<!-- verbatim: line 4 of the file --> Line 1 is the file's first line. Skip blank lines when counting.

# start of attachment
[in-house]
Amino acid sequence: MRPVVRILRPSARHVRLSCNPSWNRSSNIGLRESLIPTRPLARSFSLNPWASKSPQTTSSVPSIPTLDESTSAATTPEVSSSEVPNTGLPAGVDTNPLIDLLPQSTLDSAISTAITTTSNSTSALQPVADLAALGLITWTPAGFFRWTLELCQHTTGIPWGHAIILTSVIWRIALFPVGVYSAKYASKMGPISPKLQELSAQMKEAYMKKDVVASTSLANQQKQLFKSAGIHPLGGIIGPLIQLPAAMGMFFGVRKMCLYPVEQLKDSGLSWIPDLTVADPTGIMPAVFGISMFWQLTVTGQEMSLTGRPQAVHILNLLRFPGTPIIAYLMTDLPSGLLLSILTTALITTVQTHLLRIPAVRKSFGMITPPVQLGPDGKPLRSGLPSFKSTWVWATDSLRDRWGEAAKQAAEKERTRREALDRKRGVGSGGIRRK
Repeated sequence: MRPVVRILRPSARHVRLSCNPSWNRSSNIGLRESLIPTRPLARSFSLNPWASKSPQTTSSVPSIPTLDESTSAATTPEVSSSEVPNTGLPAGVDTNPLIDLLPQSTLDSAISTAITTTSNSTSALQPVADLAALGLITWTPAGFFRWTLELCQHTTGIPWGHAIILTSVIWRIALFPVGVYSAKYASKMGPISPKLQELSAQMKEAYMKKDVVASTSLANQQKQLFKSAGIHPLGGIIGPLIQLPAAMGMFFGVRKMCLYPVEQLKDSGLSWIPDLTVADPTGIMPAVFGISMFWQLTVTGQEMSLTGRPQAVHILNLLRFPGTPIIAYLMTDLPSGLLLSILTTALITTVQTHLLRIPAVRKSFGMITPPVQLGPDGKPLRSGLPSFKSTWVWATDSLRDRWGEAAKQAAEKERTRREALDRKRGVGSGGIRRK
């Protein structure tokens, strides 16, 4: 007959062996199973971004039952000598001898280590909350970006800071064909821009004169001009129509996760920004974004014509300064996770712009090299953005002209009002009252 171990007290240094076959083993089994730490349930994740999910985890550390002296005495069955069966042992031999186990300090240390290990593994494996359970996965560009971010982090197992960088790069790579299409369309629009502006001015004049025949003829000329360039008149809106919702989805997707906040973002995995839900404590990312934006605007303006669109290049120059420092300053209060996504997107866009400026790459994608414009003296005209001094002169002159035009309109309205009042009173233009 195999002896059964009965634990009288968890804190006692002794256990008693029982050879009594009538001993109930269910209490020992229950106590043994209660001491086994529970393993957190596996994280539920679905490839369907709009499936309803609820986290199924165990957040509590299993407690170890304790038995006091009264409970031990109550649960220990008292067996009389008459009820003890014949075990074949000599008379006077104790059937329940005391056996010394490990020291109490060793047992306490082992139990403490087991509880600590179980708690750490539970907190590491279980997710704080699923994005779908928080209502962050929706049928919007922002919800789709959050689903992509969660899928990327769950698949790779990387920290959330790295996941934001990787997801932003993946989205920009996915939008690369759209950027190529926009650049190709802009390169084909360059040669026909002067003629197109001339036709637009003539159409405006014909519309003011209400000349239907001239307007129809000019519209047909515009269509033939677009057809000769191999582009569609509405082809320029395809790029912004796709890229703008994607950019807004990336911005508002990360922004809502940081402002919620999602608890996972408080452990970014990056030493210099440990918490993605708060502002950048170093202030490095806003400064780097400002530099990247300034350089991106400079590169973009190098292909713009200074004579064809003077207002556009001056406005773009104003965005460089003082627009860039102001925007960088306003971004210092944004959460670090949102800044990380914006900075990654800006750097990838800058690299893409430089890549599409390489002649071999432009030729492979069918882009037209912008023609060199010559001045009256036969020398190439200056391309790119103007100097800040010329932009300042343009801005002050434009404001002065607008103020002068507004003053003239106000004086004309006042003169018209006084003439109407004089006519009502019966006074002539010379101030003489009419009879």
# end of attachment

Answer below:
């Protein structure tokens, strides 16, 4: 007959062996199973971004039952000598001898280590909350970006800071064909821009004169001009129509996760920004974004014509300064996770712009090299953005002209009002009252 171990007290240094076959083993089994730490349930994740999910985890550390002296005495069955069966042992031999186990300090240390290990593994494996359970996965560009971010982090197992960088790069790579299409369309629009502006001015004049025949003829000329360039008149809106919702989805997707906040973002995995839900404590990312934006605007303006669109290049120059420092300053209060996504997107866009400026790459994608414009003296005209001094002169002159035009309109309205009042009173233009 195999002896059964009965634990009288968890804190006692002794256990008693029982050879009594009538001993109930269910209490020992229950106590043994209660001491086994529970393993957190596996994280539920679905490839369907709009499936309803609820986290199924165990957040509590299993407690170890304790038995006091009264409970031990109550649960220990008292067996009389008459009820003890014949075990074949000599008379006077104790059937329940005391056996010394490990020291109490060793047992306490082992139990403490087991509880600590179980708690750490539970907190590491279980997710704080699923994005779908928080209502962050929706049928919007922002919800789709959050689903992509969660899928990327769950698949790779990387920290959330790295996941934001990787997801932003993946989205920009996915939008690369759209950027190529926009650049190709802009390169084909360059040669026909002067003629197109001339036709637009003539159409405006014909519309003011209400000349239907001239307007129809000019519209047909515009269509033939677009057809000769191999582009569609509405082809320029395809790029912004796709890229703008994607950019807004990336911005508002990360922004809502940081402002919620999602608890996972408080452990970014990056030493210099440990918490993605708060502002950048170093202030490095806003400064780097400002530099990247300034350089991106400079590169973009190098292909713009200074004579064809003077207002556009001056406005773009104003965005460089003082627009860039102001925007960088306003971004210092944004959460670090949102800044990380914006900075990654800006750097990838800058690299893409430089890549599409390489002649071999432009030729492979069918882009037209912008023609060199010559001045009256036969020398190439200056391309790119103007100097800040010329932009300042343009801005002050434009404001002065607008103020002068507004003053003239106000004086004309006042003169018209006084003439109407004089006519009502019966006074002539010379101030003489009419009879």